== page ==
Making Sense of Change

Posted Tuesday, August 14, 2012

By Dr. Allen Slade, ACC

Can you perform at your maximum – can you give 100% – in the midst of change? Should you demand 100% from your team when they are facing change? Pushing hard for short term performance can undermine long term success and maximum growth. We need to leave breathing room for change to work its way out.  We need to plan for a season of sense-making.

Meryl Louis defines sense-making as the psychological process of revising our cognitive map to figure out “what is new, different and – particularly – what was unanticipated.” Sense-making rewrites a large cognitive map:

  • Understanding new duties, responsibilities, power structures, and peer relationships.
  • Clarifying the new path to success, including new performance criteria and new goals.
  • Developing new skills and behaviors to master the new role. 

Here is a picture of sense-making in action:

 When you go through a transition, you should expect a decline in performance. You will need to spend energy and time making sense of the new situation. In the midst of change, I ask my clients two questions:

How deep is your valley? The larger the transition, the deeper the expected decline in performance. A reorganization which just moves some boxes on the org chart will have little impact on your performance. A major change of systems, strategy, structure and culture will require more sense-making.

Where are you on the sense-making curve? The highest level of sense-making tends to occur at the point of transition. The hallway conversations linger longest the day the new strategy is announced. The job change is nested in farewell lunches and new employee orientation programs to give breathing space for sense-making.

When you lead others through change, you should plan for your team’s sense-making. This is tough when the change is triggered by competitive pressure. No matter what the performance demands, you can’t just wish away the need for sense-making. During the change, help your team through the valley. Give them perspective, just-in-time information and support to help move them to the other side.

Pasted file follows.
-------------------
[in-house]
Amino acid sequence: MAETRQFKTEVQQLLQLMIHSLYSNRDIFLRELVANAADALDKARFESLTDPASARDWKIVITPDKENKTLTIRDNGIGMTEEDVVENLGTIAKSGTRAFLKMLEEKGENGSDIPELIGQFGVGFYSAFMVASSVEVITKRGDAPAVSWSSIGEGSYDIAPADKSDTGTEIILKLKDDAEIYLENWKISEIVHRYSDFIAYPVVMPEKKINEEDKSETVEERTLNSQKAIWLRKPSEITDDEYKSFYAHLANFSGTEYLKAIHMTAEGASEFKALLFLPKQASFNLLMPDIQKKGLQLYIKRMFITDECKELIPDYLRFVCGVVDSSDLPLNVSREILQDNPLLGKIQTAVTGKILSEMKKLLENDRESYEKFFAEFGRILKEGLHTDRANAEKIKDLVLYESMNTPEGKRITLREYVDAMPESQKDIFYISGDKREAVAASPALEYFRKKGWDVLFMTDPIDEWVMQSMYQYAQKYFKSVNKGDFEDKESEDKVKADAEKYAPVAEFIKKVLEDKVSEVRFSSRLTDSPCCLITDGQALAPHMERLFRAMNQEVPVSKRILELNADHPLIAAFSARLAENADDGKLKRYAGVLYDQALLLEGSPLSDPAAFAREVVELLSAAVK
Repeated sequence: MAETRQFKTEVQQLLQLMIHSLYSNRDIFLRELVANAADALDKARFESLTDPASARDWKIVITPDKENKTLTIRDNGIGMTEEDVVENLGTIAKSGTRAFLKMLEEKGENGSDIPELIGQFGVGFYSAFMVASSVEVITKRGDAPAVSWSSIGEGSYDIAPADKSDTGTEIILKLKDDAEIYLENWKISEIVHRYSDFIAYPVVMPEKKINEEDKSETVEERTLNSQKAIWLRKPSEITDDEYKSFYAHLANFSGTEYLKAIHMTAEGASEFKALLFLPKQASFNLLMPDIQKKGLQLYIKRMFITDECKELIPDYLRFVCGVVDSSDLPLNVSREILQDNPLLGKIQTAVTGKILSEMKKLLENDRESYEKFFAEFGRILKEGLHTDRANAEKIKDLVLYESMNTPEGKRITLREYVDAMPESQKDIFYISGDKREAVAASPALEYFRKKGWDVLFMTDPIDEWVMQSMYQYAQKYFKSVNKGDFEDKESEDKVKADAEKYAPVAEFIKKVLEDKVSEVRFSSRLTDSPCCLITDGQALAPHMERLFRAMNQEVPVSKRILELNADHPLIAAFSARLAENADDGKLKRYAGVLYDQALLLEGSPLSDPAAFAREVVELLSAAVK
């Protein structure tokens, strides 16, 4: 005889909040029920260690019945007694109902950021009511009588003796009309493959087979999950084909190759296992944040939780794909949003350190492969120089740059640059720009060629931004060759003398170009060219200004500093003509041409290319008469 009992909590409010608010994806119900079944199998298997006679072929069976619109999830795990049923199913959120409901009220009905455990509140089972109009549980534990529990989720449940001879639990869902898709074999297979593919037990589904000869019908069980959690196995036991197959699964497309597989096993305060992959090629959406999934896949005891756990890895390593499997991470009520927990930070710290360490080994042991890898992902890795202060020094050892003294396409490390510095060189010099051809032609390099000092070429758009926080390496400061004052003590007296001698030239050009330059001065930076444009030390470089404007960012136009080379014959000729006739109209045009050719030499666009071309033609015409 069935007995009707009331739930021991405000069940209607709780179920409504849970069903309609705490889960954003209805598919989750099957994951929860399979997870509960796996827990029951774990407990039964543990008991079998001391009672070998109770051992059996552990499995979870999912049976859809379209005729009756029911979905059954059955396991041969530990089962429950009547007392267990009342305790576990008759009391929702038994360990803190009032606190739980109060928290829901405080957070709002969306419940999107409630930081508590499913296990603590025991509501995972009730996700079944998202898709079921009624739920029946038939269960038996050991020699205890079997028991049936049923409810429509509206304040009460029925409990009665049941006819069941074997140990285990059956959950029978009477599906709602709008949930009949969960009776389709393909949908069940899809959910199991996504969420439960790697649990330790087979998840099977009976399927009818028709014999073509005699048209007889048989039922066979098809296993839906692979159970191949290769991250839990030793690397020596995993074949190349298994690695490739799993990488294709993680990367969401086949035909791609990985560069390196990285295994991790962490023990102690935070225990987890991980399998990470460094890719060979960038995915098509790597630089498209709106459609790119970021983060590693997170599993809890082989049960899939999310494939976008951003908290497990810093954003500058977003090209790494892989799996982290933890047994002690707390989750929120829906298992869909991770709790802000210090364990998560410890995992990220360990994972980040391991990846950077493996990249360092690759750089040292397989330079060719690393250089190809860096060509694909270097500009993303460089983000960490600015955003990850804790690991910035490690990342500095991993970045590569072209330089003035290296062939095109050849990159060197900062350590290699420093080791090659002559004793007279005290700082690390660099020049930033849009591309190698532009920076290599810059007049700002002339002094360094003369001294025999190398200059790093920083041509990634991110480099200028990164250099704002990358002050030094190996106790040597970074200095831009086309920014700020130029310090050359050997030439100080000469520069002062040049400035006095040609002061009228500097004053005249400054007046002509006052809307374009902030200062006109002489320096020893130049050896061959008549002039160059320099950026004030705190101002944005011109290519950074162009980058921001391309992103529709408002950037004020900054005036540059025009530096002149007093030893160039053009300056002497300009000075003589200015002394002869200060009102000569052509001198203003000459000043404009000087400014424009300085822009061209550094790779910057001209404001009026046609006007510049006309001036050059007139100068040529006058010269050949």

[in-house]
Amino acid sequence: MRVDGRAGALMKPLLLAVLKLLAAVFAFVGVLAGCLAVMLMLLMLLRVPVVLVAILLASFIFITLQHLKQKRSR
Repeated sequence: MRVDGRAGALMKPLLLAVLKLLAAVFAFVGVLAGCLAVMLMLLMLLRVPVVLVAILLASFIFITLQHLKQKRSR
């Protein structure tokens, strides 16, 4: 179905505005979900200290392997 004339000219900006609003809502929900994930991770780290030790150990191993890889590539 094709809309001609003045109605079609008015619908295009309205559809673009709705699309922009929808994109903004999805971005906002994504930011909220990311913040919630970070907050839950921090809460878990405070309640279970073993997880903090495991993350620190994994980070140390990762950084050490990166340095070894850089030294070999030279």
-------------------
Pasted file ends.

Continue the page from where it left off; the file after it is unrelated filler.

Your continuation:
If change is rolled out top-down, the change leader will be further along the curve. You start planning a change in January and announce the change in April. You will be at the peak of sense-making and stress at the April announcement, but your organization is just starting the process. By August, your performance is almost back to pre-change levels, but your organization is just bottoming out.


This lag in sense-making can cause frustration and impatience. As a leader, you can falsely blame your team for not getting with the program. The reality is they need more time because they started the transition after you.

As a leader, plan for the season of change. Know where your people are. “How deep is their valley?” “Where are they on the sense-making curve?” Truly lead, not just in planning the tasks of change but also in making sense of the new future. Provide perspective, just-in-time information and breathing space to help them climb the far side of the sense-making valley.

5 comments on “Making Sense of Change

  1. Deepinder Singh on said:

    Great Article Prof! The visual content makes the text much more relevant.

    It would be interesting to learn how to assign a magnitude to the depth of the valley and evaluate estimate time to stability. I’d love to hear your views on that?

    Thanks for sharing this. :)

    • sladeadmin on said:

      Deepinder, it might be possible to quantify the performance decline for a large group, for example with a quick survey. For the people you lead personally, I would encourage dialogue and observing them in action. If you see an issue, work with them to figure out how to move ahead.

  2. Useful diagrams Allen. I have heard this phenomenon of the change leader being out of sync with the organisation as the ‘tarzan effect’. The view from the troops who are trudging along the jungle floor, cutting their way from tree to tree, and fighting off predators as they go, is of the leader swinging from tree to tree on a vine, screaming at the top of his voice, imploring people to “follow this way”. When viewed like this by the people, enthusiasm for following is likely to be low.

    • Allen Slade on said:

      “Tarzan effect” is a great label. Leaders do well to consider up front how their actions will be perceived, and to get feedback on how things are actually perceived as the change rolls out.

  3. Pingback: Listening in the Performance Valley

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